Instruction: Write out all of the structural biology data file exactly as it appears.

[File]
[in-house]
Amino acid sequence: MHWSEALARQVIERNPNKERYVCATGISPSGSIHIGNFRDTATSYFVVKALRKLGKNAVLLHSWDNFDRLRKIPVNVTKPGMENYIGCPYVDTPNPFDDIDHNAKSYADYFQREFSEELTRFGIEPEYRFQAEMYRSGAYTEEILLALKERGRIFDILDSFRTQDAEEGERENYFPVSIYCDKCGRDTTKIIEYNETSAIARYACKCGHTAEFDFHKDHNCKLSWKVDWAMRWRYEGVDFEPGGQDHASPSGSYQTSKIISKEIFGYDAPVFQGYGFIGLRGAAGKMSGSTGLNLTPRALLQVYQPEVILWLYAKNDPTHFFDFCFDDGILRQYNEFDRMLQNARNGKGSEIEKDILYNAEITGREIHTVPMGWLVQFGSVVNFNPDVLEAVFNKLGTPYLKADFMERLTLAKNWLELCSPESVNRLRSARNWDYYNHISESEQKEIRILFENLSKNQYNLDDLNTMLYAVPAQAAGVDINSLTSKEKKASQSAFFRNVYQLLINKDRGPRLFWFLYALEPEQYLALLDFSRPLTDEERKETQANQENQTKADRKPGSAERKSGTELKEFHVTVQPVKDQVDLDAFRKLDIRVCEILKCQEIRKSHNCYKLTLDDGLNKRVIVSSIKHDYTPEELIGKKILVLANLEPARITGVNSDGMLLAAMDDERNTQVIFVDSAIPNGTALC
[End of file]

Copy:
[in-house]
Amino acid sequence: MHWSEALARQVIERNPNKERYVCATGISPSGSIHIGNFRDTATSYFVVKALRKLGKNAVLLHSWDNFDRLRKIPVNVTKPGMENYIGCPYVDTPNPFDDIDHNAKSYADYFQREFSEELTRFGIEPEYRFQAEMYRSGAYTEEILLALKERGRIFDILDSFRTQDAEEGERENYFPVSIYCDKCGRDTTKIIEYNETSAIARYACKCGHTAEFDFHKDHNCKLSWKVDWAMRWRYEGVDFEPGGQDHASPSGSYQTSKIISKEIFGYDAPVFQGYGFIGLRGAAGKMSGSTGLNLTPRALLQVYQPEVILWLYAKNDPTHFFDFCFDDGILRQYNEFDRMLQNARNGKGSEIEKDILYNAEITGREIHTVPMGWLVQFGSVVNFNPDVLEAVFNKLGTPYLKADFMERLTLAKNWLELCSPESVNRLRSARNWDYYNHISESEQKEIRILFENLSKNQYNLDDLNTMLYAVPAQAAGVDINSLTSKEKKASQSAFFRNVYQLLINKDRGPRLFWFLYALEPEQYLALLDFSRPLTDEERKETQANQENQTKADRKPGSAERKSGTELKEFHVTVQPVKDQVDLDAFRKLDIRVCEILKCQEIRKSHNCYKLTLDDGLNKRVIVSSIKHDYTPEELIGKKILVLANLEPARITGVNSDGMLLAAMDDERNTQVIFVDSAIPNGTALC